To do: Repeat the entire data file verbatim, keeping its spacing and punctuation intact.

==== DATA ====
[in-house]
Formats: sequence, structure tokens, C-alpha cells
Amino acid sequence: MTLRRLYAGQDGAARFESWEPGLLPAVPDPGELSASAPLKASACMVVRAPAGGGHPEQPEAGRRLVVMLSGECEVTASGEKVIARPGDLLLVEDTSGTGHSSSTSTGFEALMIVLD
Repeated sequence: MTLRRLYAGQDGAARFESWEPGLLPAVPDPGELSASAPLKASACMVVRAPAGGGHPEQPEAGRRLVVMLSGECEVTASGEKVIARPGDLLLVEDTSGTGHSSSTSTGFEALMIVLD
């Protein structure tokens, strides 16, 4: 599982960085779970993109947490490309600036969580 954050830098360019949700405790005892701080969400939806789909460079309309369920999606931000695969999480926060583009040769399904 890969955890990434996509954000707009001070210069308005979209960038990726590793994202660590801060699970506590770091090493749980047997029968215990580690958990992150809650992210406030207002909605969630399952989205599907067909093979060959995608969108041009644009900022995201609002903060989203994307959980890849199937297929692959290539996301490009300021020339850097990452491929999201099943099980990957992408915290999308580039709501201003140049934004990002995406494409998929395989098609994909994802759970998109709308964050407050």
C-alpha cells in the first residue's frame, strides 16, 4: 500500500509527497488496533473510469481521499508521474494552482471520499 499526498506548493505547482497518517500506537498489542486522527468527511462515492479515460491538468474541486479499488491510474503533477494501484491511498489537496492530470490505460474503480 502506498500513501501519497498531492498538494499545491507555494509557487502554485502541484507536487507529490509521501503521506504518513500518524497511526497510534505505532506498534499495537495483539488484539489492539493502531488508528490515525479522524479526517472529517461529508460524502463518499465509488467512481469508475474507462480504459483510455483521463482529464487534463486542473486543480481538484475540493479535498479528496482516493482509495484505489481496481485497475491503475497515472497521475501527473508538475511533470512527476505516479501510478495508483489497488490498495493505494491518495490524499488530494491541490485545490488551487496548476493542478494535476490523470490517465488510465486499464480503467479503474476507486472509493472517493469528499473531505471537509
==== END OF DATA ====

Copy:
[in-house]
Formats: sequence, structure tokens, C-alpha cells
Amino acid sequence: MTLRRLYAGQDGAARFESWEPGLLPAVPDPGELSASAPLKASACMVVRAPAGGGHPEQPEAGRRLVVMLSGECEVTASGEKVIARPGDLLLVEDTSGTGHSSSTSTGFEALMIVLD
Repeated sequence: MTLRRLYAGQDGAARFESWEPGLLPAVPDPGELSASAPLKASACMVVRAPAGGGHPEQPEAGRRLVVMLSGECEVTASGEKVIARPGDLLLVEDTSGTGHSSSTSTGFEALMIVLD
């Protein structure tokens, strides 16, 4: 599982960085779970993109947490490309600036969580 954050830098360019949700405790005892701080969400939806789909460079309309369920999606931000695969999480926060583009040769399904 890969955890990434996509954000707009001070210069308005979209960038990726590793994202660590801060699970506590770091090493749980047997029968215990580690958990992150809650992210406030207002909605969630399952989205599907067909093979060959995608969108041009644009900022995201609002903060989203994307959980890849199937297929692959290539996301490009300021020339850097990452491929999201099943099980990957992408915290999308580039709501201003140049934004990002995406494409998929395989098609994909994802759970998109709308964050407050």
C-alpha cells in the first residue's frame, strides 16, 4: 500500500509527497488496533473510469481521499508521474494552482471520499 499526498506548493505547482497518517500506537498489542486522527468527511462515492479515460491538468474541486479499488491510474503533477494501484491511498489537496492530470490505460474503480 502506498500513501501519497498531492498538494499545491507555494509557487502554485502541484507536487507529490509521501503521506504518513500518524497511526497510534505505532506498534499495537495483539488484539489492539493502531488508528490515525479522524479526517472529517461529508460524502463518499465509488467512481469508475474507462480504459483510455483521463482529464487534463486542473486543480481538484475540493479535498479528496482516493482509495484505489481496481485497475491503475497515472497521475501527473508538475511533470512527476505516479501510478495508483489497488490498495493505494491518495490524499488530494491541490485545490488551487496548476493542478494535476490523470490517465488510465486499464480503467479503474476507486472509493472517493469528499473531505471537509